2003 Urban Tree of the Year

The Society of Municipal Arborists presents the 2003 Urban Tree of the Year: Allée Lacebark Elm (Ulmus parvifolia). The American Elm was the dominant street tree in the United States in the first half of 20th century, until it was decimated by Dutch Elm Disease (DED). Following this outbreak, nursery production and urban planting of elm trees virtually ceased. In the meantime, the nursery industry has been hard at work developing a number of trees that have been found or bred to be tolerant of DED, and the genus Ulmus is making a comeback in the green industry.

While the object of most elm breeding has been to find a replacement for the American elm, the true Lacebark or Chinese elm, Ulmus parvifolia, has generated interest in its own right. This unique and highly variable species ranges from evergreen to deciduous in its native range. Its bark characteristics vary from a beautiful exfoliating mosaic of tan, orange, green and gray to a dark bark that is of no special interest. Tree size and leaf size are smaller that the American elm, so it is used a little differently in the landscape. It fills the role of a medium sized tree with ornamental characteristics, and is used often as a single specimen as well as its use as a street tree. It is quite heat resistant, and it was first appreciated in the south, where evergreen and semi-evergreen selections with ornamental bark were developed and widely planted.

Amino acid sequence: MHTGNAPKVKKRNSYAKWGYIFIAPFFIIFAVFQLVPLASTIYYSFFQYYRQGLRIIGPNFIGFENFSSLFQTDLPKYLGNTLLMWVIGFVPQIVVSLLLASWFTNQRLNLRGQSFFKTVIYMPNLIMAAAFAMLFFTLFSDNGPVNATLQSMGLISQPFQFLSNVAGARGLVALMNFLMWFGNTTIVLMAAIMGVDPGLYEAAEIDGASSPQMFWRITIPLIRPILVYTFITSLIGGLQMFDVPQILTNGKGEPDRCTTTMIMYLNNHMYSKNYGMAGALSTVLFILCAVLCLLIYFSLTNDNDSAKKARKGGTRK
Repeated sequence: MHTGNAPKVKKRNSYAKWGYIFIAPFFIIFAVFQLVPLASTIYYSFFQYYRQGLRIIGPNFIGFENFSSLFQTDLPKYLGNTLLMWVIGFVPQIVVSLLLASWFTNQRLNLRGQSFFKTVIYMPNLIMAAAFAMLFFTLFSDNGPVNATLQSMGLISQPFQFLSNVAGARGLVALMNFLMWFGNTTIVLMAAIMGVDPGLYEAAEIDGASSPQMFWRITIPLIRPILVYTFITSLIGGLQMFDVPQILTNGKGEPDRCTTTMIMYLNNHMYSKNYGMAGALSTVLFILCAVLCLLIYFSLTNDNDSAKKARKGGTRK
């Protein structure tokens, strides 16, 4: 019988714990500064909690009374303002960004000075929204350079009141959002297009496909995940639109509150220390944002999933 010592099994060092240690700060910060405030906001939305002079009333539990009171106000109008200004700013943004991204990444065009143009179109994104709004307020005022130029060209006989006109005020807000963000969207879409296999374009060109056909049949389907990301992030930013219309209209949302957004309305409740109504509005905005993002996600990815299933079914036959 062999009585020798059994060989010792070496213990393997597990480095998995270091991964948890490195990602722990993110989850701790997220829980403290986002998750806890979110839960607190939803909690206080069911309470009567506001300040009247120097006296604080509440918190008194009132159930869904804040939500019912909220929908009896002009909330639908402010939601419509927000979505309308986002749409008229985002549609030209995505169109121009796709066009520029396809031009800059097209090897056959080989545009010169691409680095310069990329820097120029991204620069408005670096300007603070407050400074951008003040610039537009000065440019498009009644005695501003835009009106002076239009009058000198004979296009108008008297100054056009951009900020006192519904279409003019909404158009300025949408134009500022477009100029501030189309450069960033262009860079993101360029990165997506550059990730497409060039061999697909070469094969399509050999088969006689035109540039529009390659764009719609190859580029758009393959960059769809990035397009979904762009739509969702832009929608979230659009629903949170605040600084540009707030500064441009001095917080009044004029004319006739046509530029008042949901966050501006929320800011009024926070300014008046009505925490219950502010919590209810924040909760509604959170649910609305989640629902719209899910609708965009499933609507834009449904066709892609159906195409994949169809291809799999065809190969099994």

City Trees conducts the Urban Tree of the Year competition every year to illustrate the importance of selecting the right tree for the right spot. The intent of this program is not to indicate that this tree is the perfect tree that can grow anywhere, but is to make municipal arborists aware of this tree and they should use it if they have a site suitable for it.

The 'Allée' Lacebark Elm was selected as this year's Urban Tree of the Year by most of the participants to our survey that appeared in the last issue of City Trees.

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